Julianna Margulies has been blessed with an extraordinary career and a loving family. But like any other working mother, there is one gift she's not sure what to do with: unexpected time to herself.
"My son left the house this morning at 8:15, and then my husband went to work, and all of sudden I was alone," she says with a laugh. "I was so confused. Should I answer emails? Clean up? Working parents get so used to doing everything at once that if I'm not multitasking, I'm not effective. I get almost paralyzed with freedom."
This is not a problem the Emmy-winning star of CBS's The Good Wife -- now in its fifth season -- faces often. In her role as Alicia Florrick, an attorney putting her life back together after her husband is caught in a political scandal, Margulies, 47, logs 14-hour days at work before returning to the New York City apartment she shares with her husband, lawyer Keith Lieberthal, and their 5-year-old son, Kieran. "Making it all work is definitely a learning curve, but I'm getting better at it," says Margulies. "I'm learning to let go of the minutiae."
For instance? "I like an orderly home because my life is so chaotic, but I used to inwardly yell at myself for making my bed when I could be doing something else," she explains. "Now I say, 'I like making my bed, and I like getting into a made bed at the end of the day.' It's who I am, and if you can't find a balance between laughing at yourself and accepting yourself, what's the point?"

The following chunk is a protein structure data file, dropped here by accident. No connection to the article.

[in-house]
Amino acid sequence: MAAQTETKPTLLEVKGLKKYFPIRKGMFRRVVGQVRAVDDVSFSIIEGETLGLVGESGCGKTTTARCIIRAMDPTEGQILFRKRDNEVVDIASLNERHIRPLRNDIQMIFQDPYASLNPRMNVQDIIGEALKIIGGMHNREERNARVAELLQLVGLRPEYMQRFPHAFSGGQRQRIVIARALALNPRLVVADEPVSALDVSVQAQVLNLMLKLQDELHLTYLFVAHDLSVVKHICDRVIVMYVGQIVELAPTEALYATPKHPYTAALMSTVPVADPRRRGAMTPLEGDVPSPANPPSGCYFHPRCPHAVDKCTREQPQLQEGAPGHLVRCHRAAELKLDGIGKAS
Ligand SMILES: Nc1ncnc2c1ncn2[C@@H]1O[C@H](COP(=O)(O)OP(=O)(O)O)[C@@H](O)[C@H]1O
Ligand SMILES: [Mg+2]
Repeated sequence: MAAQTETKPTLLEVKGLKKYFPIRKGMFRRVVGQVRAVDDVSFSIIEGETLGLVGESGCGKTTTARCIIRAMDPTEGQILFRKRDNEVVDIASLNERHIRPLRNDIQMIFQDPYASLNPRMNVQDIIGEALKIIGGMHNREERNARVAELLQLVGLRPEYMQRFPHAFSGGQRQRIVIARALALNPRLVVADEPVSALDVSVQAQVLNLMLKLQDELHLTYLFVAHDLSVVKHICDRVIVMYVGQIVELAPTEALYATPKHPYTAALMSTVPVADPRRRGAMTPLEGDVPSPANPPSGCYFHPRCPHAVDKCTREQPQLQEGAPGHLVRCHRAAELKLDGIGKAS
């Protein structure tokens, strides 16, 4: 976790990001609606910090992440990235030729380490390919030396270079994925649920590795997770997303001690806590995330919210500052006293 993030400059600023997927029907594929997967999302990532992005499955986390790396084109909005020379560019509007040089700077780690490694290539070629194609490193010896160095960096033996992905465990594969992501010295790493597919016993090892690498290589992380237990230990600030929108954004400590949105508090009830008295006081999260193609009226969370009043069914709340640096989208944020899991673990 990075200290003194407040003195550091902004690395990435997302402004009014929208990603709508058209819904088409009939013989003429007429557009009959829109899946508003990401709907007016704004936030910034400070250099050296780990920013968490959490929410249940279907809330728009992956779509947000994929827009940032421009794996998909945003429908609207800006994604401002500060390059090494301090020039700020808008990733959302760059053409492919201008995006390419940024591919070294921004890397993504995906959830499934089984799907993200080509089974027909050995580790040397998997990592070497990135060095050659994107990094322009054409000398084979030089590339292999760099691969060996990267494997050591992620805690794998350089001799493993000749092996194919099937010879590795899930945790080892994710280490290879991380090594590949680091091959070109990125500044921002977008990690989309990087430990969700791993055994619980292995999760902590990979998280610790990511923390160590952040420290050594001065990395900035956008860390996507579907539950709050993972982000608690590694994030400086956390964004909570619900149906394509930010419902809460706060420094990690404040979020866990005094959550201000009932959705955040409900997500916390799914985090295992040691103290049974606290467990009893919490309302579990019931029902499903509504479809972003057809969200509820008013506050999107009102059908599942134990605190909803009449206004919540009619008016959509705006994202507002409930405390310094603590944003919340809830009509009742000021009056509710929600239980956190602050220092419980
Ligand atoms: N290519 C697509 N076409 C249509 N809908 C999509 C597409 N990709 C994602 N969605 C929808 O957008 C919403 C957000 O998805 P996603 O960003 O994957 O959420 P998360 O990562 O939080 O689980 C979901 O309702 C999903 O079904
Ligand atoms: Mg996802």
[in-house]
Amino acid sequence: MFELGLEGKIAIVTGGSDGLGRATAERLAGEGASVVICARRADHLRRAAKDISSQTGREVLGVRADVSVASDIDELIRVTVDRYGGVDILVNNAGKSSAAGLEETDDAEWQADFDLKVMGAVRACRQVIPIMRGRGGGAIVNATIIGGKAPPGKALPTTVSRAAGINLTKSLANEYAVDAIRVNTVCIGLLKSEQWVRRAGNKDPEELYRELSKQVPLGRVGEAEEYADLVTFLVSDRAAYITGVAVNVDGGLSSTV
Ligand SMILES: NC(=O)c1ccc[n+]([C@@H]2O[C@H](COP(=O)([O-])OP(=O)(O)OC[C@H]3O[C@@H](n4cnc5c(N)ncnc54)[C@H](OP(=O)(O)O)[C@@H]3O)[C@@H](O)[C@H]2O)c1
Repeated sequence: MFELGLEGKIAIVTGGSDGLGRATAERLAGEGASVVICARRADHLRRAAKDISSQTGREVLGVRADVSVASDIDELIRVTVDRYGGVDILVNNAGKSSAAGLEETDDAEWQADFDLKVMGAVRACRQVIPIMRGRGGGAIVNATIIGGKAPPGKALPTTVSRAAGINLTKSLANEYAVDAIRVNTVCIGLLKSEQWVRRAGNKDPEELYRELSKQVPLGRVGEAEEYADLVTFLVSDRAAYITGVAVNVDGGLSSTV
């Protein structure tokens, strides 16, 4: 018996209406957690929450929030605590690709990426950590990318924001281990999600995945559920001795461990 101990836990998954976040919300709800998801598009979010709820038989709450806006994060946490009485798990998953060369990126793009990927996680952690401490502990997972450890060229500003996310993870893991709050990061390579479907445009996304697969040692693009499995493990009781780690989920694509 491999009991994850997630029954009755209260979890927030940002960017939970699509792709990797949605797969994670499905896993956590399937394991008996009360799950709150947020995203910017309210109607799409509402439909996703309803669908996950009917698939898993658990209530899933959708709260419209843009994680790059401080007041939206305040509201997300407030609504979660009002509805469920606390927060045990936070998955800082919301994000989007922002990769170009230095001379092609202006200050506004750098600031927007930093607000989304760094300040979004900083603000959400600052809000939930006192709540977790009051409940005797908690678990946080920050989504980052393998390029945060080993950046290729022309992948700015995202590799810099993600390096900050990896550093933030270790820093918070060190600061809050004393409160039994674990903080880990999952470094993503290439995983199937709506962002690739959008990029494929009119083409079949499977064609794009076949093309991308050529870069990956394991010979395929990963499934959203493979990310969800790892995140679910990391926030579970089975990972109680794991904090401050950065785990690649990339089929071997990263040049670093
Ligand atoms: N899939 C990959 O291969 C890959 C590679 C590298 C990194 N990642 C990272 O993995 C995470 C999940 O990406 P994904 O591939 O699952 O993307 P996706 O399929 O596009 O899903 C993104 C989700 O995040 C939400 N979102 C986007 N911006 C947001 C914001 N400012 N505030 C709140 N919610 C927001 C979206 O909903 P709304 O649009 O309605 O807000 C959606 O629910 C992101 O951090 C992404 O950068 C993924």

Julianna Margulies: The Early Years
Margulies was raised by parents well versed in the art of going with the flow. Her father, an advertising copywriter, and her dance-teacher mother moved Margulies and her two older sisters between France, England, and the United States. "Some people looked at my life and said, 'Oh, you had the perfect childhood, with exotic, intellectual parents who traveled all over.' But I didn't feel at the time it was so great having divorced parents who lived in separate countries."
With an eye on stability, Margulies graduated from Sarah Lawrence College and gave herself until the age of 25 to make it as an actor before seeking another career. "The beauty of my childhood was that I knew I could pound the pavement and always be fine, because I know how to make something work," she says. "But I also knew I wasn't a person who could stand a life of rejection, or happily live a life on a futon with no air conditioning. And then I got lucky. After a year and a half, I was paying my rent and health insurance."